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Arsenic stress after the Proterozoic glaciations

Overview of attention for article published in Scientific Reports, December 2015
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About this Attention Score

  • In the top 5% of all research outputs scored by Altmetric
  • High Attention Score compared to outputs of the same age (98th percentile)
  • High Attention Score compared to outputs of the same age and source (96th percentile)

Mentioned by

news
13 news outlets
blogs
1 blog
twitter
4 tweeters
facebook
1 Facebook page

Citations

dimensions_citation
21 Dimensions

Readers on

mendeley
37 Mendeley
Title
Arsenic stress after the Proterozoic glaciations
Published in
Scientific Reports, December 2015
DOI 10.1038/srep17789
Pubmed ID
Authors

Ernest Chi Fru, Emma Arvestål, Nolwenn Callac, Abderrazak El Albani, Stephanos Kilias, Ariadne Argyraki, Martin Jakobsson

Abstract

Protection against arsenic damage in organisms positioned deep in the tree of life points to early evolutionary sensitization. Here, marine sedimentary records reveal a Proterozoic arsenic concentration patterned to glacial-interglacial ages. The low glacial and high interglacial sedimentary arsenic concentrations, suggest deteriorating habitable marine conditions may have coincided with atmospheric oxygen decline after ~2.1 billion years ago. A similar intensification of near continental margin sedimentary arsenic levels after the Cryogenian glaciations is also associated with amplified continental weathering. However, interpreted atmospheric oxygen increase at this time, suggests that the marine biosphere had widely adapted to the reorganization of global marine elemental cycles by glaciations. Such a glacially induced biogeochemical bridge would have produced physiologically robust communities that enabled increased oxygenation of the ocean-atmosphere system and the radiation of the complex Ediacaran-Cambrian life.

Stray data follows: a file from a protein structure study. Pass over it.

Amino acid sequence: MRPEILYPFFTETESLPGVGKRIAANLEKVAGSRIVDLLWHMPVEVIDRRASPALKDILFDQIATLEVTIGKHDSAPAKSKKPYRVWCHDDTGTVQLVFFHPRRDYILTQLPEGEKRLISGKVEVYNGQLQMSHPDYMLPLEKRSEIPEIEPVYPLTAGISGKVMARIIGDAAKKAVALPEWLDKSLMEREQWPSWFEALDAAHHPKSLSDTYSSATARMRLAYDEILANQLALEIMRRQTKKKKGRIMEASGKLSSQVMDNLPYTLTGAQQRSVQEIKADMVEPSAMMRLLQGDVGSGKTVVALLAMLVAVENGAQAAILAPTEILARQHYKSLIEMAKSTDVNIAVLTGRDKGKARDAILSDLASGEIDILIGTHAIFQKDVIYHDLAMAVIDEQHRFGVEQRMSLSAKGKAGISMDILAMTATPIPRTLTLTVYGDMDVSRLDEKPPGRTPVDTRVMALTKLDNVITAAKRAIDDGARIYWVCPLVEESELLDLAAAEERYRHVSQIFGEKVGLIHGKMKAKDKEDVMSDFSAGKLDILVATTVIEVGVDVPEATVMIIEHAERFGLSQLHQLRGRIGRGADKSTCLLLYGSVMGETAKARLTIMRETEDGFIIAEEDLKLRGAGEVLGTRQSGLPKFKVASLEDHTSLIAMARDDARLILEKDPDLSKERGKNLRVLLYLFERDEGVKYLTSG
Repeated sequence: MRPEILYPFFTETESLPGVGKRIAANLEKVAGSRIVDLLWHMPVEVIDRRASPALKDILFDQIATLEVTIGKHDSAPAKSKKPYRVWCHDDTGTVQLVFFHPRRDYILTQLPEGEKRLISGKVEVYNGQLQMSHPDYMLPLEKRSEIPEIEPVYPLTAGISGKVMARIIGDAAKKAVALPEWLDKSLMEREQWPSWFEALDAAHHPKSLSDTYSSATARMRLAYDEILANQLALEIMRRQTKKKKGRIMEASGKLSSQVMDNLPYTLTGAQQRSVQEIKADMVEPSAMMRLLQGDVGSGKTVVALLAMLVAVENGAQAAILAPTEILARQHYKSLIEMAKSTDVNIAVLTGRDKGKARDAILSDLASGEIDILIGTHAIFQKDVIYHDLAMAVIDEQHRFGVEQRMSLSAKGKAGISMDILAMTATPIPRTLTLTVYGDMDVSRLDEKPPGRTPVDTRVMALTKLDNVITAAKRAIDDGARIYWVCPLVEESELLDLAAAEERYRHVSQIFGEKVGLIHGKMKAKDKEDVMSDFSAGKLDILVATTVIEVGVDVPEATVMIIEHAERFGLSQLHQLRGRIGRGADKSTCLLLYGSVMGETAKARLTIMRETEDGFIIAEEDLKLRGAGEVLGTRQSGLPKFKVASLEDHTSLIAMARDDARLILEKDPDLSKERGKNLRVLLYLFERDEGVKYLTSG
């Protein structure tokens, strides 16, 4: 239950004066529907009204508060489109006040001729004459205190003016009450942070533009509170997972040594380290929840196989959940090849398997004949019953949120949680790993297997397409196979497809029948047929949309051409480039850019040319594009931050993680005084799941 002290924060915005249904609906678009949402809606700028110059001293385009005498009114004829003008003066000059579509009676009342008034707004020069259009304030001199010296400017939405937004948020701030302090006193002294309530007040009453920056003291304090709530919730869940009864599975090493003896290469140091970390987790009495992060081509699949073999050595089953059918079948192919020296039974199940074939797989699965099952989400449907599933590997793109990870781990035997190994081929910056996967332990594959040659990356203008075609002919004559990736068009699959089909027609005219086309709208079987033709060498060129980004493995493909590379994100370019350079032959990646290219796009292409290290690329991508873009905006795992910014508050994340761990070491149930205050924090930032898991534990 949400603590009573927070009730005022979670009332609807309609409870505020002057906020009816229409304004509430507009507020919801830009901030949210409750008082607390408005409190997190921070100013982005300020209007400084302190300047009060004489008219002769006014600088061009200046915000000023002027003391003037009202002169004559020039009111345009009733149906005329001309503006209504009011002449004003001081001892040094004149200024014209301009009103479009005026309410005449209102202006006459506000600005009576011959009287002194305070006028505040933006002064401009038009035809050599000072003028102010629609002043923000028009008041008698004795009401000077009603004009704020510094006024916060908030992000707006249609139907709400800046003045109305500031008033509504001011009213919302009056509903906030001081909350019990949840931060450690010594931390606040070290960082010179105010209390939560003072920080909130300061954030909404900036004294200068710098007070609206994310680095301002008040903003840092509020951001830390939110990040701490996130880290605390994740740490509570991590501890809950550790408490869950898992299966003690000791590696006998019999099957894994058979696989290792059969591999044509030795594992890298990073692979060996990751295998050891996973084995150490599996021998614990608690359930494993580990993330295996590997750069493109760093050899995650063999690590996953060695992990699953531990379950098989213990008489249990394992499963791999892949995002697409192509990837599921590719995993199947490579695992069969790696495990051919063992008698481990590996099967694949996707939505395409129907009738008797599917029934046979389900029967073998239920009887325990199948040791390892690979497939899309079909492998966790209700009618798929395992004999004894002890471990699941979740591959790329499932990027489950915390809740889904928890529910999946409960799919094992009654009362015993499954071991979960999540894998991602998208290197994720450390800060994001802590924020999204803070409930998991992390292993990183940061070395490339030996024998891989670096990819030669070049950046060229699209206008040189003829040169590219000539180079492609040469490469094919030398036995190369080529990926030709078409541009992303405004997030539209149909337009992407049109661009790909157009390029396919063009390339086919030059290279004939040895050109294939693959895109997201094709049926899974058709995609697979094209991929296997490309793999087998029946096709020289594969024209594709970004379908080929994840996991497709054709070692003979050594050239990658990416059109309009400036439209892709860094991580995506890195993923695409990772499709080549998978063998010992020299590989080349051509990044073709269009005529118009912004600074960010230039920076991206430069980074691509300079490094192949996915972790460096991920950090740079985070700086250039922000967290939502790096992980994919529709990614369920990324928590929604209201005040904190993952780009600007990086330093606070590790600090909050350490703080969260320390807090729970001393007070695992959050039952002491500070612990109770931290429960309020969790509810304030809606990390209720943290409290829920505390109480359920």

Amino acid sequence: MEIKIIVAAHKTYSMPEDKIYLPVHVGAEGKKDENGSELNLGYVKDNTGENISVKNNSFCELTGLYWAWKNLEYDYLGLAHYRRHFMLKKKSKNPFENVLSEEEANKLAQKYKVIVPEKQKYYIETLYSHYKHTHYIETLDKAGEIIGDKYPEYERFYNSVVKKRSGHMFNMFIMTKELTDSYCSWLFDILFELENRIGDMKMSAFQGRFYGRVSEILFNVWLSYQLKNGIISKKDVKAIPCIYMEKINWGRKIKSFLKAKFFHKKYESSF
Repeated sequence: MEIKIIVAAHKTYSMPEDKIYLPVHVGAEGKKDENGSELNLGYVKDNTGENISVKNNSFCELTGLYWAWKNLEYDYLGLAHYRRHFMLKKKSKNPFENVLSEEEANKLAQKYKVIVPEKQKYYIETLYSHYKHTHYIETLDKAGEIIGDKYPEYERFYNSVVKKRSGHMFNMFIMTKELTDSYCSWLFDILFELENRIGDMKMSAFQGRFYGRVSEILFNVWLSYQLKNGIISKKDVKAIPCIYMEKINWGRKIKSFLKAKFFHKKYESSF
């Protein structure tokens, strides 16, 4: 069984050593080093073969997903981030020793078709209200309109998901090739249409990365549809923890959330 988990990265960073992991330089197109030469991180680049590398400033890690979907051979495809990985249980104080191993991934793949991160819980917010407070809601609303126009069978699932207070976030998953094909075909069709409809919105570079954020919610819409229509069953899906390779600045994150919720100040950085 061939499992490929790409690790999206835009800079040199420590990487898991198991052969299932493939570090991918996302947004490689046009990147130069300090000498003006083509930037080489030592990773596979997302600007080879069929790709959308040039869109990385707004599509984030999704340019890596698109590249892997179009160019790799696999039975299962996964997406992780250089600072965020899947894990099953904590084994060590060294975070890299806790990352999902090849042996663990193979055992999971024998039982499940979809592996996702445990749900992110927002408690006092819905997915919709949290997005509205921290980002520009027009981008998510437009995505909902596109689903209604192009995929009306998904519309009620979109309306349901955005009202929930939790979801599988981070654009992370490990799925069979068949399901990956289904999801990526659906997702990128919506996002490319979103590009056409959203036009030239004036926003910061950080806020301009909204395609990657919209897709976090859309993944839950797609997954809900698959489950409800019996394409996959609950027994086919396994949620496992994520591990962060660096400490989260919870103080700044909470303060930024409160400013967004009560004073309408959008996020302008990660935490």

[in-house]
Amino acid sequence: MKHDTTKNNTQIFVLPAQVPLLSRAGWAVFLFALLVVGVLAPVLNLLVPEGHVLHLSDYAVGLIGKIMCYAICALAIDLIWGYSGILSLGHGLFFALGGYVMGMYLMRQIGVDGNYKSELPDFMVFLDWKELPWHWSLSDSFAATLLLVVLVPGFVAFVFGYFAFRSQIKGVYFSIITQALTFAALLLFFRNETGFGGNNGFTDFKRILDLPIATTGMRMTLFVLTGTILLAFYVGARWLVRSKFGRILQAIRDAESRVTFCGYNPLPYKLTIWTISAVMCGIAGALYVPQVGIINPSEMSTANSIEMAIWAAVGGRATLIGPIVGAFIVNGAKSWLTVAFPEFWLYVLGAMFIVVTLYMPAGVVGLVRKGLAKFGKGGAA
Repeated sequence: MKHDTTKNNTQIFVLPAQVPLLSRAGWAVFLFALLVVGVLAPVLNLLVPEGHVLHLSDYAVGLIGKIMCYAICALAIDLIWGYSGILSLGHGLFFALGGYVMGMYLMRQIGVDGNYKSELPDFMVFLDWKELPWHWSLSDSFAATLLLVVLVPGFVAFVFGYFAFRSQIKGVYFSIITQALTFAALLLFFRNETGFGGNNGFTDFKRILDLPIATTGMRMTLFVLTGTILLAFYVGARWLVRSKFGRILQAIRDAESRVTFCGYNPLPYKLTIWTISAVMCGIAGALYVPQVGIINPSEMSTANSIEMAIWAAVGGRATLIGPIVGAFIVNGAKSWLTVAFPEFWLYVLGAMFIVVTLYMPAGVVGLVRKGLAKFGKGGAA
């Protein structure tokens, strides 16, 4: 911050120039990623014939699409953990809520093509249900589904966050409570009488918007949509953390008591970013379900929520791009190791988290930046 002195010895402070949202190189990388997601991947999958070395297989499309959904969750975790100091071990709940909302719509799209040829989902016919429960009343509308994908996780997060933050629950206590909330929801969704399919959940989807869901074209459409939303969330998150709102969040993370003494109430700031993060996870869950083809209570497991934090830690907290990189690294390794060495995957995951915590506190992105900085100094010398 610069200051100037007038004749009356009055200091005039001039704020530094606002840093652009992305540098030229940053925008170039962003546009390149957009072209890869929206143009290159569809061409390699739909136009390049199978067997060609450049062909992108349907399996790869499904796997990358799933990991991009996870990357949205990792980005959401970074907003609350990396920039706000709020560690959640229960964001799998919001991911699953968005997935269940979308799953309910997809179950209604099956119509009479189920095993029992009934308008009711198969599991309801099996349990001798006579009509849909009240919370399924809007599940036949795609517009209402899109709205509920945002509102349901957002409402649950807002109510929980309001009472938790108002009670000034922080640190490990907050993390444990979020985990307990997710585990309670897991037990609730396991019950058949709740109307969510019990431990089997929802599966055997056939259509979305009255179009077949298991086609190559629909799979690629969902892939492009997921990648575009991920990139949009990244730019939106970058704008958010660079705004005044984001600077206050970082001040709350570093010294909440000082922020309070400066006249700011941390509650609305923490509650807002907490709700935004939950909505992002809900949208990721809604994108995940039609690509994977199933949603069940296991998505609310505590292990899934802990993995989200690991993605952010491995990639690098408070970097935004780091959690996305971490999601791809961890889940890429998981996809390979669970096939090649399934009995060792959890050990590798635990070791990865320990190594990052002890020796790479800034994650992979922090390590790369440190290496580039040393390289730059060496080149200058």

Twitter Demographics

The data shown below were collected from the profiles of 4 tweeters who shared this research output. Click here to find out more about how the information was compiled.

Mendeley readers

The data shown below were compiled from readership statistics for 37 Mendeley readers of this research output. Click here to see the associated Mendeley record.

Geographical breakdown

Country Count As %
Mexico 1 3%
United States 1 3%
Canada 1 3%
Unknown 34 92%

Demographic breakdown

Readers by professional status Count As %
Researcher 6 16%
Student > Ph. D. Student 5 14%
Student > Master 4 11%
Professor 4 11%
Professor > Associate Professor 3 8%
Other 7 19%
Unknown 8 22%
Readers by discipline Count As %
Earth and Planetary Sciences 14 38%
Biochemistry, Genetics and Molecular Biology 5 14%
Environmental Science 2 5%
Agricultural and Biological Sciences 2 5%
Immunology and Microbiology 1 3%
Other 4 11%
Unknown 9 24%

Attention Score in Context

This research output has an Altmetric Attention Score of 100. This is our high-level measure of the quality and quantity of online attention that it has received. This Attention Score, as well as the ranking and number of research outputs shown below, was calculated when the research output was last mentioned on 14 December 2015.
All research outputs
#250,052
of 17,732,250 outputs
Outputs from Scientific Reports
#2,937
of 95,612 outputs
Outputs of similar age
#6,159
of 375,291 outputs
Outputs of similar age from Scientific Reports
#111
of 3,544 outputs
Altmetric has tracked 17,732,250 research outputs across all sources so far. Compared to these this one has done particularly well and is in the 98th percentile: it's in the top 5% of all research outputs ever tracked by Altmetric.
So far Altmetric has tracked 95,612 research outputs from this source. They typically receive a lot more attention than average, with a mean Attention Score of 16.7. This one has done particularly well, scoring higher than 96% of its peers.
Older research outputs will score higher simply because they've had more time to accumulate mentions. To account for age we can compare this Altmetric Attention Score to the 375,291 tracked outputs that were published within six weeks on either side of this one in any source. This one has done particularly well, scoring higher than 98% of its contemporaries.
We're also able to compare this research output to 3,544 others from the same source and published within six weeks on either side of this one. This one has done particularly well, scoring higher than 96% of its contemporaries.